Purpose: This study investigated the use of a new software feature, namely, dynamic text with speech output, on the acquisition of single-word reading skills by six children with developmental disabilities during shared e-book reading experiences with six typically developing peers. Method: A single-subject, multiple-probe design across participants was used to evaluate the effects of the software intervention. Six children with developmental delays were the primary focus for intervention, while six children with typical development participated as peer partners in intervention activities. e-Books were created with the new software feature, in which a child selects a picture from the e-book and the written word is presented dynamically and then spoken out. These e-books were then used in shared reading activities with dyads including a child with a disability and a peer with typical development. Participants engaged in the shared reading activity for an average of 13 sessions over a 6-week time period, an average of 65 min of intervention for each dyad. Results: Participants with disabilities acquired an average of 73% of the words to which they were exposed, a gain of 4.3 words above the baseline average of 1.7 correct responses. The average effect size (Tau-U) was.94, evidence of a very large effect. Conclusion: The results provide evidence that the use of e-books with the dynamic text and speech output feature during inclusive shared reading activities can be an effective and socially valid method to develop the single-word reading skills of young children with developmental disabilities.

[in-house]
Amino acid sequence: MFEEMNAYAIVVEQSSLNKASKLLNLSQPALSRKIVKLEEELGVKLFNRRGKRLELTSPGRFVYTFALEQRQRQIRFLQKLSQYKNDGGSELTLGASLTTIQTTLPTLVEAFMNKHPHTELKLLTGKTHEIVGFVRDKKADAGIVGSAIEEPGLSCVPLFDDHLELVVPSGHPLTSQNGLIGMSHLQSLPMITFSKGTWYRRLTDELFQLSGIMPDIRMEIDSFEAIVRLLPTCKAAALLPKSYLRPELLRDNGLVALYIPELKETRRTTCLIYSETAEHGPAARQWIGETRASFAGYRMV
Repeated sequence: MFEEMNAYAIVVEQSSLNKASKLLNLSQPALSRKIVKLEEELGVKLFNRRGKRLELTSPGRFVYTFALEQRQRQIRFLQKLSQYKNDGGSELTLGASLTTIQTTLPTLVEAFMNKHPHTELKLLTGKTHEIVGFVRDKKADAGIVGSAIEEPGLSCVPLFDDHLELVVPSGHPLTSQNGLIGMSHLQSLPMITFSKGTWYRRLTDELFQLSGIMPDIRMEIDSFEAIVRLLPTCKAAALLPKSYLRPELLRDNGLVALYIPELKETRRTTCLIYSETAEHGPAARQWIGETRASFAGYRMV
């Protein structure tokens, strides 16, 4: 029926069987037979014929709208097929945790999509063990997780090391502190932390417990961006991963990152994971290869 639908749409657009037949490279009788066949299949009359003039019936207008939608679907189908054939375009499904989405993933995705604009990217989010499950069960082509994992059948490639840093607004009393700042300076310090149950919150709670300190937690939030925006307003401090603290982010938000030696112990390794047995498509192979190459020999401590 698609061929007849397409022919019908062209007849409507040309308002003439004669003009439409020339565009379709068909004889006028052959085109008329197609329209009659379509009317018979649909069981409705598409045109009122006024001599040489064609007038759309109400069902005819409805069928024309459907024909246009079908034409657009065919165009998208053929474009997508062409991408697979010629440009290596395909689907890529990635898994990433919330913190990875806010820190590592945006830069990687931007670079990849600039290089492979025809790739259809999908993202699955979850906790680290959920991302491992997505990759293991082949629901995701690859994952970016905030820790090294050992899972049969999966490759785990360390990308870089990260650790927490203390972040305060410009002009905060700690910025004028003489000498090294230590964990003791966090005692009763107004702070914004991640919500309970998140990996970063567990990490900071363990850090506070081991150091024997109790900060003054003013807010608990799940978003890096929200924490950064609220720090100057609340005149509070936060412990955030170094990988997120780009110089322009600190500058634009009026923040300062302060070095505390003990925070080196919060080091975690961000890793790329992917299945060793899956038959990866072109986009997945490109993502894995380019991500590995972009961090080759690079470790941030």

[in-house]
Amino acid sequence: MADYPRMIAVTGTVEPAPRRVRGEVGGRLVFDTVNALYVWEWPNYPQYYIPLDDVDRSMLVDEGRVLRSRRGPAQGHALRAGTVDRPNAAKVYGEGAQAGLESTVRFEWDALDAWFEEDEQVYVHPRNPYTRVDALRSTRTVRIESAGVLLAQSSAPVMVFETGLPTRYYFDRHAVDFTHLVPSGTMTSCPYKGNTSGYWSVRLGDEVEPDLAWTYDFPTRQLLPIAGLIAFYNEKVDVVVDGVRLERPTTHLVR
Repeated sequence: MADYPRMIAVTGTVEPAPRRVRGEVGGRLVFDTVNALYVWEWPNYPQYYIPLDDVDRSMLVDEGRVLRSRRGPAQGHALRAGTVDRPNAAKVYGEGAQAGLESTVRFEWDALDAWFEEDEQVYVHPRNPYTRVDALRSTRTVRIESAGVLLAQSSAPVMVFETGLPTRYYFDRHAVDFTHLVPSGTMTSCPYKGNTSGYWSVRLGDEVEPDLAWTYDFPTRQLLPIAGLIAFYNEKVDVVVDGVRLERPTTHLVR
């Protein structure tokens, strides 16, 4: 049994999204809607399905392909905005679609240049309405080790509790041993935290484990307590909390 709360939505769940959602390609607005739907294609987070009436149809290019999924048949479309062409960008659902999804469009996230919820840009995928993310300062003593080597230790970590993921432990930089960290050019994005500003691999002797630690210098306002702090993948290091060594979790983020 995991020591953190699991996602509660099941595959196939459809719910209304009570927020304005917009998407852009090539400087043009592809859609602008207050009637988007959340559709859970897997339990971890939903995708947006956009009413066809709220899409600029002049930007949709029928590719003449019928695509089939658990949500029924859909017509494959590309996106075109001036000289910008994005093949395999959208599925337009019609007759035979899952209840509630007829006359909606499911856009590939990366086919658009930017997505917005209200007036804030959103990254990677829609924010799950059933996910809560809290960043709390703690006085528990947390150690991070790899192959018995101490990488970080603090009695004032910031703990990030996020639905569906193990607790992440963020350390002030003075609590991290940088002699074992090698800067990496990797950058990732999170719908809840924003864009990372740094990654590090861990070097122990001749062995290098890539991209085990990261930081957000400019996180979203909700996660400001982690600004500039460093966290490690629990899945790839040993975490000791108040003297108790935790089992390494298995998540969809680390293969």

All Science Journal Classification (ASJC) codes
- Language and Linguistics
- Linguistics and Language
- Speech and Hearing